Wednesday, December 13, 2006

Guest Blogger - Dan Ficken on working the Grand

I had a summer job nearly four years ago at the Geo Centre and, well, there was a lot of garbage back there - but there's a good story that goes along with it.

Myself and a few others were hired by an outside group to work with (not for) the Geo Centre and the Grand Concourse to do some small unobstructive trail marking around the outside perimeter of the building and we were asked to make a brochure outlining certain stops that had geological significance. We also helped build those steps in the outdoor classroom and the path along the roof, and among other things, picking up the garbage, etc.

The existing trails were only marked with red ribbon so people could find them easier when doing the outdoor geotour. There was no impact because we took photographs of the geological features and added them in the brochure, so really all anyone had to do to learn about what was out there was walk along the trails that already existed and take the brochure along with them. It was that simple and non-invasive. And it really only included about 0.01% of the total "geoproperty". We had heard rumors that there were bigger plans for the area, but from our experience with working with the Concourse (not an easy bunch to communicate with or get any sort of idea of what was going on or what we were really supposed to be doing there for most of the summer), it seemed like nothing would ever get done so we didn't take them seriously. In fact, before we started the trail marking they asked us to clean up the glass on a rock outcrop behind the building. There was literally tonnes of broken glass built up below this boulder from decades of kids throwing bottles at it in and before the 1940's, apparently. We removed the glass about a foot deep in some places and we were asked to store it all in boxes, but the way things worked we were not allowed to store it anywhere, they used to get mad at us for all these boxes of broken glass lying around. So we were fed up and then it rained heavy one day and about the same amount of glass became re-exposed in the same spot under the boulder when some newly exposed dirt washed away. We were appointed again to the job of picking up the glass, and we were facing the same situation with being asked to store it for no apparent reason but not really being allowed to store it anywhere.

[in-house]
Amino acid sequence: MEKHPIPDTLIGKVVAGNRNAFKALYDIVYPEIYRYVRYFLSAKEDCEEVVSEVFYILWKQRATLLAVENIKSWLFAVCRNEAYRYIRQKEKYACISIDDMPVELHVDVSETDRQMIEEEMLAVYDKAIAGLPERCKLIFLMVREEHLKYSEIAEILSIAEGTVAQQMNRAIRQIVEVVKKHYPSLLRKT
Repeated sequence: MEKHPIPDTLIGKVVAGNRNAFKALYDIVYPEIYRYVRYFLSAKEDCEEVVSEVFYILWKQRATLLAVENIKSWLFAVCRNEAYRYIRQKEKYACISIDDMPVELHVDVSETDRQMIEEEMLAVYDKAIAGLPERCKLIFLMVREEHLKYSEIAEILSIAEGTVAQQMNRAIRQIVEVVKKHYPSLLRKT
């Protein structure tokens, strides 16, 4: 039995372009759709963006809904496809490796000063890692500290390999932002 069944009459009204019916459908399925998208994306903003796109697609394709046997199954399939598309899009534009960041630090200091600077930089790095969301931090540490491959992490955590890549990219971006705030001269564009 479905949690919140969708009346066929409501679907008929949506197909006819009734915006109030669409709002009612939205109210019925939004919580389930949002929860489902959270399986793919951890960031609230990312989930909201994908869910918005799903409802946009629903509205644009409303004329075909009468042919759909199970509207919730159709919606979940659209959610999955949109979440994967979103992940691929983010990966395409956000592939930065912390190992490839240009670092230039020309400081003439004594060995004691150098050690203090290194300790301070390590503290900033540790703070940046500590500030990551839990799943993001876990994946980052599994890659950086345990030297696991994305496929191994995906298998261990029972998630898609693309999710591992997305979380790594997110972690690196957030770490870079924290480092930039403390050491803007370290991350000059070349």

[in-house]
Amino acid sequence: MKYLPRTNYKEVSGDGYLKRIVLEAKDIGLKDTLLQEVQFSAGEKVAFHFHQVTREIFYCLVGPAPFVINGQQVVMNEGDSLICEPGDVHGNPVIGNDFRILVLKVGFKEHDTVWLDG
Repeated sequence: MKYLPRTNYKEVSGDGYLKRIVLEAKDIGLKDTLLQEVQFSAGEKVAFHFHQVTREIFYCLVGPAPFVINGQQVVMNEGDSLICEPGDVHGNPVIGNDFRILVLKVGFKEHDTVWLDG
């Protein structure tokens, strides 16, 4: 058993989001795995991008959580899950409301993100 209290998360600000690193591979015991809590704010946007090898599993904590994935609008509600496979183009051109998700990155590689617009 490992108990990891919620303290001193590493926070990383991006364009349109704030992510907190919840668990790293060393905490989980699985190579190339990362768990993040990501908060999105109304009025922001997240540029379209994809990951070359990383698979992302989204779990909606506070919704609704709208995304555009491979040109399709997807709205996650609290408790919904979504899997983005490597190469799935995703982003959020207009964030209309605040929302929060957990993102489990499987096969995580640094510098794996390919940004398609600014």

So we chucked half the boxes in the dumpster in the back, a big job in itself. We got in a lot of trouble when they finally told us they wanted to make an archaeological exhibit out of it. I'm sure they had more than enough left over to make an exhibit, but I don't think they ever did anyway. We then learned about the former squatters' dwellings in that area and we went looking around and found many small foundations of old buildings and of course old garbage.

We even saw the remains of primitive electrical infrastructure, and we kind of guessed that they must have tapped electricity from down the hill and sent it up, probably illegally. We then went to the archives and dug up an old picture, the only public one in existence apparently, of the dwellings on the Geocentre site. We had a hard time even convincing them to let us scan it because it was a fairly restricted picture. We added it to the brochure, which I'm not sure if they ever used. Now, we also noted that there was what appeared to be a garbage dump directly behind the geocentre, and yes there was a LOT of garbage back there. Basically what had happened was when they built the GeoCentre, they essentially drained and excavated part of the bog that was there to put the building in the hole to give it that underground effect. Of course the squatters had thrown all of their garbage in that bog for decades, or who knows how long, and all of the excavations and all the garbage had been piled in behind the building and left there. An archaeological treasure trove for some prospective graduate student perhaps.

But when we saw it, we immediately started asking questions about what seemed to be newly forming leachate going into the fen and when they were going to remove it. And we were given vague answers about the proposed distant future cleanup. But it looks like from what the JFF are now saying that they have cleaned up all the garbage (thus doing everyone a favour). It must have been the garbage that they put there when they dug up the bog, which was well contained in bedrock and well preserved in the acidic conditions before then. Pretty ironic now, I would think, considering they're only now cleaning up their own mess and saying that if it weren't for them, the garbage would still be there. We raised our concerns with the GeoCentre and, well the Grand Concourse was never ever available to talk, but we were met with different opinions and a lot of frustration. We had asked nearly four years ago for them to clean up their mess and they got mad. We, discouraged and defiant, spent the last few weeks of our job picking berries behind the geocentre, which we also got in trouble for I think. Now they're praising their own "good work". I don't get the mentality of these people Alison, but they think they're smart cookies.

All the best, Dan

Dan Ficken lives in St. John's, Newfoundland and is a monitoring practitioner working for Northeast Avalon ACAP .In addition to his strong environmental interests, Dan likes to keep active and plays a mean 12-string guitar.

1 comment:

Michael said...

Dan, all cookies get eaten sooner or later, even 'smart' ones! Interesting post, thanks.